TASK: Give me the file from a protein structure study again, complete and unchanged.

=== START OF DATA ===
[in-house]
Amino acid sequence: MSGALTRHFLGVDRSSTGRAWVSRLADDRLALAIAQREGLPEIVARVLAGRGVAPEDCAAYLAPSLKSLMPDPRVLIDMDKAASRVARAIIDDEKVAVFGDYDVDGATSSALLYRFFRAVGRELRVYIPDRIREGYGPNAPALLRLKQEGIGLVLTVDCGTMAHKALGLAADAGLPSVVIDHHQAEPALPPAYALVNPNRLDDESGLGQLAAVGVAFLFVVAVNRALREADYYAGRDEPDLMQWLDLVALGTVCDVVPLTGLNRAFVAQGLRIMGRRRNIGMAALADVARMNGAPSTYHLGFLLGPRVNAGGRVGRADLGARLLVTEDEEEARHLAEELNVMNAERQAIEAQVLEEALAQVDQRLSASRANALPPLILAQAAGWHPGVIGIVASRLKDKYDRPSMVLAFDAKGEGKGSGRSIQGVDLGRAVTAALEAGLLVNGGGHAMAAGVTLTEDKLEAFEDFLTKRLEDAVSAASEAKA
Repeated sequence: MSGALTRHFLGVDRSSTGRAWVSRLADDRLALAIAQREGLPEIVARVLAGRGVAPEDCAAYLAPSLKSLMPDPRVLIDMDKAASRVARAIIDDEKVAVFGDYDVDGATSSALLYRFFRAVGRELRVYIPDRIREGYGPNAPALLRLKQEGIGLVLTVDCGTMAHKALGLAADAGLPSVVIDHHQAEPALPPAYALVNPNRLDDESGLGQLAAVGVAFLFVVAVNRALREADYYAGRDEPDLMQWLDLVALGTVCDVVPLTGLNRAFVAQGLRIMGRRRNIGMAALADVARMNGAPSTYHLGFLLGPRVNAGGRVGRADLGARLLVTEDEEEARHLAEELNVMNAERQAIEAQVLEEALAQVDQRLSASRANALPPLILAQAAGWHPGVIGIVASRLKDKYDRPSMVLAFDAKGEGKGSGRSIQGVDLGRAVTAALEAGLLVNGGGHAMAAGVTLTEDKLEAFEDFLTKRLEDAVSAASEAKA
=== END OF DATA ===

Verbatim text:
[in-house]
Amino acid sequence: MSGALTRHFLGVDRSSTGRAWVSRLADDRLALAIAQREGLPEIVARVLAGRGVAPEDCAAYLAPSLKSLMPDPRVLIDMDKAASRVARAIIDDEKVAVFGDYDVDGATSSALLYRFFRAVGRELRVYIPDRIREGYGPNAPALLRLKQEGIGLVLTVDCGTMAHKALGLAADAGLPSVVIDHHQAEPALPPAYALVNPNRLDDESGLGQLAAVGVAFLFVVAVNRALREADYYAGRDEPDLMQWLDLVALGTVCDVVPLTGLNRAFVAQGLRIMGRRRNIGMAALADVARMNGAPSTYHLGFLLGPRVNAGGRVGRADLGARLLVTEDEEEARHLAEELNVMNAERQAIEAQVLEEALAQVDQRLSASRANALPPLILAQAAGWHPGVIGIVASRLKDKYDRPSMVLAFDAKGEGKGSGRSIQGVDLGRAVTAALEAGLLVNGGGHAMAAGVTLTEDKLEAFEDFLTKRLEDAVSAASEAKA
Repeated sequence: MSGALTRHFLGVDRSSTGRAWVSRLADDRLALAIAQREGLPEIVARVLAGRGVAPEDCAAYLAPSLKSLMPDPRVLIDMDKAASRVARAIIDDEKVAVFGDYDVDGATSSALLYRFFRAVGRELRVYIPDRIREGYGPNAPALLRLKQEGIGLVLTVDCGTMAHKALGLAADAGLPSVVIDHHQAEPALPPAYALVNPNRLDDESGLGQLAAVGVAFLFVVAVNRALREADYYAGRDEPDLMQWLDLVALGTVCDVVPLTGLNRAFVAQGLRIMGRRRNIGMAALADVARMNGAPSTYHLGFLLGPRVNAGGRVGRADLGARLLVTEDEEEARHLAEELNVMNAERQAIEAQVLEEALAQVDQRLSASRANALPPLILAQAAGWHPGVIGIVASRLKDKYDRPSMVLAFDAKGEGKGSGRSIQGVDLGRAVTAALEAGLLVNGGGHAMAAGVTLTEDKLEAFEDFLTKRLEDAVSAASEAKA